On June 11, 2014, Congressman Chris Smith (R-NJ) introduced a bipartisan bill in the House of Representatives to support the control and elimination of neglected tropical diseases (NTDs) in the United States and abroad. H.R. 4847, the “End Neglected Tropical Diseases Act,” calls for the expansion of USAID’s NTD program; increased U.S. Government advocacy for NTDs among international development and financing institutions; reporting from the U.S. Department of Health and Human Services on NTDs in the United States; the creation of one or more NTD centers of excellence to increase research and development (R&D); and the establishment of a panel on intestinal worm infections, one of the most pervasive NTDs.

Cosponsors include Congressmen Hank Johnson (D-GA), Gregory Meeks (D-NY) and Matt Salmon (R-AZ).

Sabin Vaccine Institute President, Dr. Peter Hotez:

“This bill offers real promise for the more than one billion impoverished people worldwide – including U.S. citizens – currently suffering unnecessarily from NTDs. Even with medicines already available to protect against the most common NTDs, and groundbreaking R&D initiatives underway, greater prioritization for treatment delivery, scientific discovery and other cost-effective investments are necessary to defeat these devastating diseases once and for all. I applaud Congressman Chris Smith’s leadership in raising the profile of NTDs, spotlighting neglected populations and championing the necessary actions to close the remaining gaps through this legislation. I urge other Congressional leaders, global policymakers and private partners to offer their support for this historic effort by joining the fight against some of today’s most pernicious diseases.”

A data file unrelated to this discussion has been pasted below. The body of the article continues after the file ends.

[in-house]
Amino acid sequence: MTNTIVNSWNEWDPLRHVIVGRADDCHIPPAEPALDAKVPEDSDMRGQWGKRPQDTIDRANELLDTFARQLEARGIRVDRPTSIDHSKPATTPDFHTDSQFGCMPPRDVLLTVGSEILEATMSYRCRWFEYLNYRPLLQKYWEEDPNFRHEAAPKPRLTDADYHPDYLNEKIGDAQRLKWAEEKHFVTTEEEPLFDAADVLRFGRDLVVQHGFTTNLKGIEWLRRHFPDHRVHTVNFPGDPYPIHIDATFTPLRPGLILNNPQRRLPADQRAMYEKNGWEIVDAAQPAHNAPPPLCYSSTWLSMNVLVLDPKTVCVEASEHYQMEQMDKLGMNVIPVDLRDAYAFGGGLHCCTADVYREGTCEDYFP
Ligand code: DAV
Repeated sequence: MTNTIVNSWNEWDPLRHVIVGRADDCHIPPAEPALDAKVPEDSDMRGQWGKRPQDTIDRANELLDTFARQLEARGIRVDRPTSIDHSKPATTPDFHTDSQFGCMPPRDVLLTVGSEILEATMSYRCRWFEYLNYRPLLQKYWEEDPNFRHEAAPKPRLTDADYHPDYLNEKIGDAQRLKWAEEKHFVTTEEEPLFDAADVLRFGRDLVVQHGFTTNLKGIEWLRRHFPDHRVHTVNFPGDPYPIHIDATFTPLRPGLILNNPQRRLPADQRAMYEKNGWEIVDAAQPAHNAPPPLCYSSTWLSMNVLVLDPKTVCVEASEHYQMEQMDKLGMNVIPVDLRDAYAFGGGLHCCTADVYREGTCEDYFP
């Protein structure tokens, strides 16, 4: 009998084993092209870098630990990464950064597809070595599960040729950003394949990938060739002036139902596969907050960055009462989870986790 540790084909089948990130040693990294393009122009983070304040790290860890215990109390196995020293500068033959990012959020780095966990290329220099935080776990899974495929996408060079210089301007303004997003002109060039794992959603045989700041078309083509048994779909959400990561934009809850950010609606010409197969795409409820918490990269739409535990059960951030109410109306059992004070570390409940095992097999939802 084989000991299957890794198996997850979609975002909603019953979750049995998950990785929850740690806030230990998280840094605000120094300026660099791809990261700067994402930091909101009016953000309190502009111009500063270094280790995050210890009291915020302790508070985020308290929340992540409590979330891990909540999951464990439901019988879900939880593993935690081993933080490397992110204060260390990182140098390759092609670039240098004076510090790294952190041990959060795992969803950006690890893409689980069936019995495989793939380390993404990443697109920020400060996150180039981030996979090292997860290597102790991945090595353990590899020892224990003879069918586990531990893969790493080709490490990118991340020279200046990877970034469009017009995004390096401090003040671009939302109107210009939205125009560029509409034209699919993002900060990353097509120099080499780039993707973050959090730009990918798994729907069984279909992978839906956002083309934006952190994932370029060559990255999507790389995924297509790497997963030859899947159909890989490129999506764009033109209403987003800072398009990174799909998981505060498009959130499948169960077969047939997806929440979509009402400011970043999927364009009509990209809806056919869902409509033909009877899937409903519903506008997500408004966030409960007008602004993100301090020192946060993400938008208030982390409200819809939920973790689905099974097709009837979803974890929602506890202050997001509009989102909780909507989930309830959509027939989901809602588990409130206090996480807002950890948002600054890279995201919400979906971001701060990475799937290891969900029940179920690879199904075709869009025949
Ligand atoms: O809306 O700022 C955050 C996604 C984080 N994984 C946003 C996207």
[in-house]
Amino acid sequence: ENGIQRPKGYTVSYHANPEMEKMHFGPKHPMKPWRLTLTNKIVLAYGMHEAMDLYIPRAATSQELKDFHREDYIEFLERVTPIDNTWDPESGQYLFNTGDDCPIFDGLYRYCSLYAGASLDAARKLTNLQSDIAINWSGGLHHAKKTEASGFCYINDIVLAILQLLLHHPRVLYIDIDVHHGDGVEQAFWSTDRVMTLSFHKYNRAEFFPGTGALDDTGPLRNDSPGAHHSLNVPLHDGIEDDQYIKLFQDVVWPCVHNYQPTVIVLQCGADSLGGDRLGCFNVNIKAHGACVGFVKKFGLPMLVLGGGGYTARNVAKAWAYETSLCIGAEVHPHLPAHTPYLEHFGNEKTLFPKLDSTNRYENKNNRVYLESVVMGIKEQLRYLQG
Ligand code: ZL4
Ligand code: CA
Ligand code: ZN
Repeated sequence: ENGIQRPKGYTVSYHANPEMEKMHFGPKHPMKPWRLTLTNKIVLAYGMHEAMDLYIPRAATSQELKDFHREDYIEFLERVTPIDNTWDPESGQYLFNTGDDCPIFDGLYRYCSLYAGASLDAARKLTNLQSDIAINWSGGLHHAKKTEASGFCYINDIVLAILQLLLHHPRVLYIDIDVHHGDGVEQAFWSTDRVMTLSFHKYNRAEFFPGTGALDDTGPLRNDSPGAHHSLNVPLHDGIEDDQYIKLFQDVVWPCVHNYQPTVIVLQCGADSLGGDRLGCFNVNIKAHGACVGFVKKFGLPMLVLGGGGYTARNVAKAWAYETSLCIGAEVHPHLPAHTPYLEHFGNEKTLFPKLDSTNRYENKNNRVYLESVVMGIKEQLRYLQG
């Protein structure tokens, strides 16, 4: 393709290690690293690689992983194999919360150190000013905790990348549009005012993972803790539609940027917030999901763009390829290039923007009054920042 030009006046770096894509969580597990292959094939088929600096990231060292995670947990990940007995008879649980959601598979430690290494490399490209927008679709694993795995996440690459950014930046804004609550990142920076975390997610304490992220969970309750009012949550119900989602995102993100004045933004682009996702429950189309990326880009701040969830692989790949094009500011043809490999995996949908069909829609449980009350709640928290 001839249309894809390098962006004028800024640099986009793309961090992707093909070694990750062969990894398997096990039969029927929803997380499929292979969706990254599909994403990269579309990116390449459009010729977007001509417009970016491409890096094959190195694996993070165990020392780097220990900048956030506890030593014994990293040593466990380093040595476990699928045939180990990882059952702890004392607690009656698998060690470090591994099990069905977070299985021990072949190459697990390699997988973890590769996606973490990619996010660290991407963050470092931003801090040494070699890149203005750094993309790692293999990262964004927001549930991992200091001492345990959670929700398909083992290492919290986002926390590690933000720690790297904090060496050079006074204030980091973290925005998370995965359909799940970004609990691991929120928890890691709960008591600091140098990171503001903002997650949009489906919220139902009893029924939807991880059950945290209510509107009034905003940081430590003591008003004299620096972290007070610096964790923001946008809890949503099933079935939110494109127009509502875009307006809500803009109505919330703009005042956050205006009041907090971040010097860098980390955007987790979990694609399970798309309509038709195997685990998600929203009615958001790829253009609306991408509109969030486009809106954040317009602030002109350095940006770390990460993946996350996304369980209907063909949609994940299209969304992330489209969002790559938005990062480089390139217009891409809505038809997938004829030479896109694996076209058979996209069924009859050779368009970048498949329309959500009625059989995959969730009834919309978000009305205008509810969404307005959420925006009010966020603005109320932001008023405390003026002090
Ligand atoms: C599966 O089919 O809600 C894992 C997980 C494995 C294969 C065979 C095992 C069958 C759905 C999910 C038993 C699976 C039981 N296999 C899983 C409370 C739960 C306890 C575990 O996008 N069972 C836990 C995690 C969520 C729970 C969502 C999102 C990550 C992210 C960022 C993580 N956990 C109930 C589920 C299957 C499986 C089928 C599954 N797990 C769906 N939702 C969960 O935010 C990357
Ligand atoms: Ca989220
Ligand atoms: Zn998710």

Global Network for Neglected Tropical Diseases, Managing Director Dr. Neeraj Mistry:

“The U.S. government has been instrumental in supporting the elimination of NTDs through USAID’s NTD Program and its engagement in the landmark public-private partnership known as the London Declaration on NTDs. This bill reaffirms the U.S. commitment to controlling and eliminating NTDs through an evidence-based approach to build up capacity in endemic countries and increase investment effectiveness through better coordination and integration with other development sectors, such as those focusing on safe water, nutrition, and maternal and child health. By closing the key funding gaps for treatment and R&D outlined in this bill, we can achieve major NTD control and elimination targets globally by the end of this decade and thus help usher in widespread socio-economic growth. Government, pharmaceutical, corporate and non-profit partners worldwide must continue working together to achieve the London Declaration objectives.”   

Media Contact
Deborah Elson